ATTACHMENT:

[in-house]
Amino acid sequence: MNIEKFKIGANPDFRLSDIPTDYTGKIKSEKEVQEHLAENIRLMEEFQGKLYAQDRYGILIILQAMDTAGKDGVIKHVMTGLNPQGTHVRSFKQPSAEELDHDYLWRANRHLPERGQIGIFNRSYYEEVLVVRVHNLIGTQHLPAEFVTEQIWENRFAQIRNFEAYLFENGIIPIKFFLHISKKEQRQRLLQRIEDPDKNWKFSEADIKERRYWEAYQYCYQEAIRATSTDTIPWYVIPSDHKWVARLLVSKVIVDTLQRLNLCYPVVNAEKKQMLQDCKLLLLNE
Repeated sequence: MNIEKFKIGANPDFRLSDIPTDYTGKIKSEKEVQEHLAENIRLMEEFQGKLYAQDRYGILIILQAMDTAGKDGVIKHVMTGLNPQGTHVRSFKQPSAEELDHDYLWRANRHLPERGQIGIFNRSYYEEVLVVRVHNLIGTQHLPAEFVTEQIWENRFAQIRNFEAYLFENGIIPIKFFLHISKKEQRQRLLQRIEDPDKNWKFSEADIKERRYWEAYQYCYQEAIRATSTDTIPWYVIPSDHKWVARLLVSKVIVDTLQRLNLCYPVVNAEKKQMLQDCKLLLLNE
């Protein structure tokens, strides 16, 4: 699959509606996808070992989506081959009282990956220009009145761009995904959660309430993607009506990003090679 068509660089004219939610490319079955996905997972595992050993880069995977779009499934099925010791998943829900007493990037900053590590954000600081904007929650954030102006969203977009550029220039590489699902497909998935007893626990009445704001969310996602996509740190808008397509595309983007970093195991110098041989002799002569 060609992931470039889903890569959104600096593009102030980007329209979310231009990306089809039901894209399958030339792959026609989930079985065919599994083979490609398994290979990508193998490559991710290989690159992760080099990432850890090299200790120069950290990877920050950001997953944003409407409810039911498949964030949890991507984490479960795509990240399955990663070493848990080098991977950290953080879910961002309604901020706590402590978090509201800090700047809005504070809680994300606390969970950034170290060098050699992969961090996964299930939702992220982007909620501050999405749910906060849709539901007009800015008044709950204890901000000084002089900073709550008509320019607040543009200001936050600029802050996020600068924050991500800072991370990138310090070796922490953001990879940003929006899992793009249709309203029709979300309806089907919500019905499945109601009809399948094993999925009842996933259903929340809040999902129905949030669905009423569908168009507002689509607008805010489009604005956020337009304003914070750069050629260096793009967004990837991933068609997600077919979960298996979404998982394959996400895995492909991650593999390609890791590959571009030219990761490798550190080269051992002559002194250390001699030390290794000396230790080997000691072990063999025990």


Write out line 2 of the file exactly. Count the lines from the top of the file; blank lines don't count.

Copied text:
Amino acid sequence: MNIEKFKIGANPDFRLSDIPTDYTGKIKSEKEVQEHLAENIRLMEEFQGKLYAQDRYGILIILQAMDTAGKDGVIKHVMTGLNPQGTHVRSFKQPSAEELDHDYLWRANRHLPERGQIGIFNRSYYEEVLVVRVHNLIGTQHLPAEFVTEQIWENRFAQIRNFEAYLFENGIIPIKFFLHISKKEQRQRLLQRIEDPDKNWKFSEADIKERRYWEAYQYCYQEAIRATSTDTIPWYVIPSDHKWVARLLVSKVIVDTLQRLNLCYPVVNAEKKQMLQDCKLLLLNE